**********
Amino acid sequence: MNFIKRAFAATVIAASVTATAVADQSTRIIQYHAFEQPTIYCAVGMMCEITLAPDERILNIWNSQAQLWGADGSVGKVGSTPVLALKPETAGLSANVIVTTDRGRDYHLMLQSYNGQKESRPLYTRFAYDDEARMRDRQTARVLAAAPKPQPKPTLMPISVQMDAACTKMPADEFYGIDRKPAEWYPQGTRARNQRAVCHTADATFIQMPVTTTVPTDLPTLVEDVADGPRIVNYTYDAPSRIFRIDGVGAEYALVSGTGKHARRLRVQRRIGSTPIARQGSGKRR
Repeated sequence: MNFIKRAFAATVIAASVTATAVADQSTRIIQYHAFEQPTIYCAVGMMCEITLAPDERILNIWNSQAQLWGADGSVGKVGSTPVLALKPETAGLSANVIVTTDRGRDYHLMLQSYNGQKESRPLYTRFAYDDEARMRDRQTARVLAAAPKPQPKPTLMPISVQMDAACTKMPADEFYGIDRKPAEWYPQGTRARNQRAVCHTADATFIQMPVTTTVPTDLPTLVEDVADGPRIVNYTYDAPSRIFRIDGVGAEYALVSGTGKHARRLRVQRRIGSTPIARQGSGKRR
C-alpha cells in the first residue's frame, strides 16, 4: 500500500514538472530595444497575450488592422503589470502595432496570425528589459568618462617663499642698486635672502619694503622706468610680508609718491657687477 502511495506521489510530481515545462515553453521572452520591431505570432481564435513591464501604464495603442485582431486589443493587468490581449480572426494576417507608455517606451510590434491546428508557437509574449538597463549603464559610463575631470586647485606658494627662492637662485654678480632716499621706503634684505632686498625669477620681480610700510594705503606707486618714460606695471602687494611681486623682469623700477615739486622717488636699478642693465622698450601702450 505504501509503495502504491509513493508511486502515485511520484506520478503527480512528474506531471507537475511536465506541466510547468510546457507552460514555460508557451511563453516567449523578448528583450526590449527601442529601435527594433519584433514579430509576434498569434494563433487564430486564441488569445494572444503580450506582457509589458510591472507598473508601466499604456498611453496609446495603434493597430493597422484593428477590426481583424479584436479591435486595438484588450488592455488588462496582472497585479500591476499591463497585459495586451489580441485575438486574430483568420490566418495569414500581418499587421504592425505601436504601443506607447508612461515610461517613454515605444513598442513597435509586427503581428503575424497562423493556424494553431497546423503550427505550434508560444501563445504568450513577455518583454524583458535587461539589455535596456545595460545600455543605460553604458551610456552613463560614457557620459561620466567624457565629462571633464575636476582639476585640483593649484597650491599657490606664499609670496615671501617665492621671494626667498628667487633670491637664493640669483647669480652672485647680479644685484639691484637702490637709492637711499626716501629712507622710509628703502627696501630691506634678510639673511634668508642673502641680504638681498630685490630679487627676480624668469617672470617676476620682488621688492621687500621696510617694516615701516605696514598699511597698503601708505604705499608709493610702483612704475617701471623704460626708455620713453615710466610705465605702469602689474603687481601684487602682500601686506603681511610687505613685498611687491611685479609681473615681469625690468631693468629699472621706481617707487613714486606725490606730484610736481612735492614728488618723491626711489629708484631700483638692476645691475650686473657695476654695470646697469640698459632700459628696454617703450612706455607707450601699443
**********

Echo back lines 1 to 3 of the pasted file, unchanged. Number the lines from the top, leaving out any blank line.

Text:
Amino acid sequence: MNFIKRAFAATVIAASVTATAVADQSTRIIQYHAFEQPTIYCAVGMMCEITLAPDERILNIWNSQAQLWGADGSVGKVGSTPVLALKPETAGLSANVIVTTDRGRDYHLMLQSYNGQKESRPLYTRFAYDDEARMRDRQTARVLAAAPKPQPKPTLMPISVQMDAACTKMPADEFYGIDRKPAEWYPQGTRARNQRAVCHTADATFIQMPVTTTVPTDLPTLVEDVADGPRIVNYTYDAPSRIFRIDGVGAEYALVSGTGKHARRLRVQRRIGSTPIARQGSGKRR
Repeated sequence: MNFIKRAFAATVIAASVTATAVADQSTRIIQYHAFEQPTIYCAVGMMCEITLAPDERILNIWNSQAQLWGADGSVGKVGSTPVLALKPETAGLSANVIVTTDRGRDYHLMLQSYNGQKESRPLYTRFAYDDEARMRDRQTARVLAAAPKPQPKPTLMPISVQMDAACTKMPADEFYGIDRKPAEWYPQGTRARNQRAVCHTADATFIQMPVTTTVPTDLPTLVEDVADGPRIVNYTYDAPSRIFRIDGVGAEYALVSGTGKHARRLRVQRRIGSTPIARQGSGKRR
C-alpha cells in the first residue's frame, strides 16, 4: 500500500514538472530595444497575450488592422503589470502595432496570425528589459568618462617663499642698486635672502619694503622706468610680508609718491657687477 502511495506521489510530481515545462515553453521572452520591431505570432481564435513591464501604464495603442485582431486589443493587468490581449480572426494576417507608455517606451510590434491546428508557437509574449538597463549603464559610463575631470586647485606658494627662492637662485654678480632716499621706503634684505632686498625669477620681480610700510594705503606707486618714460606695471602687494611681486623682469623700477615739486622717488636699478642693465622698450601702450 505504501509503495502504491509513493508511486502515485511520484506520478503527480512528474506531471507537475511536465506541466510547468510546457507552460514555460508557451511563453516567449523578448528583450526590449527601442529601435527594433519584433514579430509576434498569434494563433487564430486564441488569445494572444503580450506582457509589458510591472507598473508601466499604456498611453496609446495603434493597430493597422484593428477590426481583424479584436479591435486595438484588450488592455488588462496582472497585479500591476499591463497585459495586451489580441485575438486574430483568420490566418495569414500581418499587421504592425505601436504601443506607447508612461515610461517613454515605444513598442513597435509586427503581428503575424497562423493556424494553431497546423503550427505550434508560444501563445504568450513577455518583454524583458535587461539589455535596456545595460545600455543605460553604458551610456552613463560614457557620459561620466567624457565629462571633464575636476582639476585640483593649484597650491599657490606664499609670496615671501617665492621671494626667498628667487633670491637664493640669483647669480652672485647680479644685484639691484637702490637709492637711499626716501629712507622710509628703502627696501630691506634678510639673511634668508642673502641680504638681498630685490630679487627676480624668469617672470617676476620682488621688492621687500621696510617694516615701516605696514598699511597698503601708505604705499608709493610702483612704475617701471623704460626708455620713453615710466610705465605702469602689474603687481601684487602682500601686506603681511610687505613685498611687491611685479609681473615681469625690468631693468629699472621706481617707487613714486606725490606730484610736481612735492614728488618723491626711489629708484631700483638692476645691475650686473657695476654695470646697469640698459632700459628696454617703450612706455607707450601699443